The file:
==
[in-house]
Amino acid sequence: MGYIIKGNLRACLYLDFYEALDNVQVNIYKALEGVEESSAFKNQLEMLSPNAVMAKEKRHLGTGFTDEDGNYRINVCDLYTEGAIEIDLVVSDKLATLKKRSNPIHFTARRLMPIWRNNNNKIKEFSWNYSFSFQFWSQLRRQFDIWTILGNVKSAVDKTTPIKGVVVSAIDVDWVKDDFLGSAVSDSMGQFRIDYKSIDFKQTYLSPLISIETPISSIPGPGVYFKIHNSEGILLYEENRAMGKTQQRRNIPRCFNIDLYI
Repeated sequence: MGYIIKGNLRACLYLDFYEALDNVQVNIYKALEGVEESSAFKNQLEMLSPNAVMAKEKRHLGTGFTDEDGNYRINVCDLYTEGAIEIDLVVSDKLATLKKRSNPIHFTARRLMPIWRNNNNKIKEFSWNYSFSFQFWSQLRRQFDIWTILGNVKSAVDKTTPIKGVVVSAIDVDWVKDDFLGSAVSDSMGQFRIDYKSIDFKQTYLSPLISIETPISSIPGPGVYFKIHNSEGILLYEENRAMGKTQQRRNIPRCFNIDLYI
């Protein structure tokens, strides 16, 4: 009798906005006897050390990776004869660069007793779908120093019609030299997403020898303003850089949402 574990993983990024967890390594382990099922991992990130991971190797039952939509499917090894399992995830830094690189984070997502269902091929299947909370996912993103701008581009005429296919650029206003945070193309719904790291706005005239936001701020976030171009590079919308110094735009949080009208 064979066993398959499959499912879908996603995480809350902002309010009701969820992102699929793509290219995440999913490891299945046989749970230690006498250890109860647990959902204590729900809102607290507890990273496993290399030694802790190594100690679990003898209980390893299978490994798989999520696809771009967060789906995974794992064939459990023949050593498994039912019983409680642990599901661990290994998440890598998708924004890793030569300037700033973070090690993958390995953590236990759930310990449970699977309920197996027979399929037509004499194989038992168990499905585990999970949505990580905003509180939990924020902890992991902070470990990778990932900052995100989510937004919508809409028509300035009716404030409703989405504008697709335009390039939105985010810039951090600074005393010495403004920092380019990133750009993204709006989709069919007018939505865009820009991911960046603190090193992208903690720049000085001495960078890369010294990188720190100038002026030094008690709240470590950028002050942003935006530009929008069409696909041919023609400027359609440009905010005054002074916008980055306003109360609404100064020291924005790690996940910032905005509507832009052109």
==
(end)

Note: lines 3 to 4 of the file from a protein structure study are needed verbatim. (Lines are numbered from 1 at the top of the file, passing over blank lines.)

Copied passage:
Repeated sequence: MGYIIKGNLRACLYLDFYEALDNVQVNIYKALEGVEESSAFKNQLEMLSPNAVMAKEKRHLGTGFTDEDGNYRINVCDLYTEGAIEIDLVVSDKLATLKKRSNPIHFTARRLMPIWRNNNNKIKEFSWNYSFSFQFWSQLRRQFDIWTILGNVKSAVDKTTPIKGVVVSAIDVDWVKDDFLGSAVSDSMGQFRIDYKSIDFKQTYLSPLISIETPISSIPGPGVYFKIHNSEGILLYEENRAMGKTQQRRNIPRCFNIDLYI
């Protein structure tokens, strides 16, 4: 009798906005006897050390990776004869660069007793779908120093019609030299997403020898303003850089949402 574990993983990024967890390594382990099922991992990130991971190797039952939509499917090894399992995830830094690189984070997502269902091929299947909370996912993103701008581009005429296919650029206003945070193309719904790291706005005239936001701020976030171009590079919308110094735009949080009208 064979066993398959499959499912879908996603995480809350902002309010009701969820992102699929793509290219995440999913490891299945046989749970230690006498250890109860647990959902204590729900809102607290507890990273496993290399030694802790190594100690679990003898209980390893299978490994798989999520696809771009967060789906995974794992064939459990023949050593498994039912019983409680642990599901661990290994998440890598998708924004890793030569300037700033973070090690993958390995953590236990759930310990449970699977309920197996027979399929037509004499194989038992168990499905585990999970949505990580905003509180939990924020902890992991902070470990990778990932900052995100989510937004919508809409028509300035009716404030409703989405504008697709335009390039939105985010810039951090600074005393010495403004920092380019990133750009993204709006989709069919007018939505865009820009991911960046603190090193992208903690720049000085001495960078890369010294990188720190100038002026030094008690709240470590950028002050942003935006530009929008069409696909041919023609400027359609440009905010005054002074916008980055306003109360609404100064020291924005790690996940910032905005509507832009052109």